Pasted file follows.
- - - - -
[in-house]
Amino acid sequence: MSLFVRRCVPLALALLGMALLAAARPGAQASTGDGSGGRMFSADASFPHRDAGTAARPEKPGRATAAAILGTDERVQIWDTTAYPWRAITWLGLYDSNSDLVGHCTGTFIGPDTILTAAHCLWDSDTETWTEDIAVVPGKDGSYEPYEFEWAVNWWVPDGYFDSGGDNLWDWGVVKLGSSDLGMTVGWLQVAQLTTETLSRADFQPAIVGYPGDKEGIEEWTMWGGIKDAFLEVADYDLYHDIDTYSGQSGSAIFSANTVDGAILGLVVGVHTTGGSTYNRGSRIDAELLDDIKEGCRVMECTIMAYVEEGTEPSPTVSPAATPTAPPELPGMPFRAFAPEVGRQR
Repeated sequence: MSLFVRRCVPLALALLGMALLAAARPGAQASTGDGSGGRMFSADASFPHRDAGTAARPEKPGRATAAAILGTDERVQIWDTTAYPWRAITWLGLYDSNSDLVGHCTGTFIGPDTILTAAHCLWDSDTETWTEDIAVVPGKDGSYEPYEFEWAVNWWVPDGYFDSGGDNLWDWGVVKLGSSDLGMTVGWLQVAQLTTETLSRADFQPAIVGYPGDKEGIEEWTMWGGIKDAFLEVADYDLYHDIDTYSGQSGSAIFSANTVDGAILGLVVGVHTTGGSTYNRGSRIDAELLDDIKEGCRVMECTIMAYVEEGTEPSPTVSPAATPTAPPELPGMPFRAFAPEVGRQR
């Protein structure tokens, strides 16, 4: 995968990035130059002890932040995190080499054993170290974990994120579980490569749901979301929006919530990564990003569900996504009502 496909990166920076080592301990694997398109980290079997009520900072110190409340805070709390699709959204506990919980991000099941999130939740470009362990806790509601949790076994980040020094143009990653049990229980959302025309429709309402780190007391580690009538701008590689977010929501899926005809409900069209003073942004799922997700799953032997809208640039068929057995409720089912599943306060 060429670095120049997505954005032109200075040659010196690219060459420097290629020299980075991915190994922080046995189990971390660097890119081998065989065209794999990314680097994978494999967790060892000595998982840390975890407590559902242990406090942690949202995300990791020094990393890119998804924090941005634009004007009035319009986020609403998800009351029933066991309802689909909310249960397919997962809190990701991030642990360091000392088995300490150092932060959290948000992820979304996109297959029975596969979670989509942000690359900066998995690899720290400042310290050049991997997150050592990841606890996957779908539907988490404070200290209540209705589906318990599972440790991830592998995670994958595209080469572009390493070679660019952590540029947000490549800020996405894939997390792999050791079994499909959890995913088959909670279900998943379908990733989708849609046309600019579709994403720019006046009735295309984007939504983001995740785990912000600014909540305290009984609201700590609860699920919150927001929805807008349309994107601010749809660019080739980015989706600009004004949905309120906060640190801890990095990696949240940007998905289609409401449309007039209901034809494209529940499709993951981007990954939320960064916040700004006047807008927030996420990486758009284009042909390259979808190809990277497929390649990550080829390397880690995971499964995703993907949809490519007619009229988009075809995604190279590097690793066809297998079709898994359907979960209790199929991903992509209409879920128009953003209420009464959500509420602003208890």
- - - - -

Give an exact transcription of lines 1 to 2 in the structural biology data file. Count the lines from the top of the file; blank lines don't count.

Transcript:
[in-house]
Amino acid sequence: MSLFVRRCVPLALALLGMALLAAARPGAQASTGDGSGGRMFSADASFPHRDAGTAARPEKPGRATAAAILGTDERVQIWDTTAYPWRAITWLGLYDSNSDLVGHCTGTFIGPDTILTAAHCLWDSDTETWTEDIAVVPGKDGSYEPYEFEWAVNWWVPDGYFDSGGDNLWDWGVVKLGSSDLGMTVGWLQVAQLTTETLSRADFQPAIVGYPGDKEGIEEWTMWGGIKDAFLEVADYDLYHDIDTYSGQSGSAIFSANTVDGAILGLVVGVHTTGGSTYNRGSRIDAELLDDIKEGCRVMECTIMAYVEEGTEPSPTVSPAATPTAPPELPGMPFRAFAPEVGRQR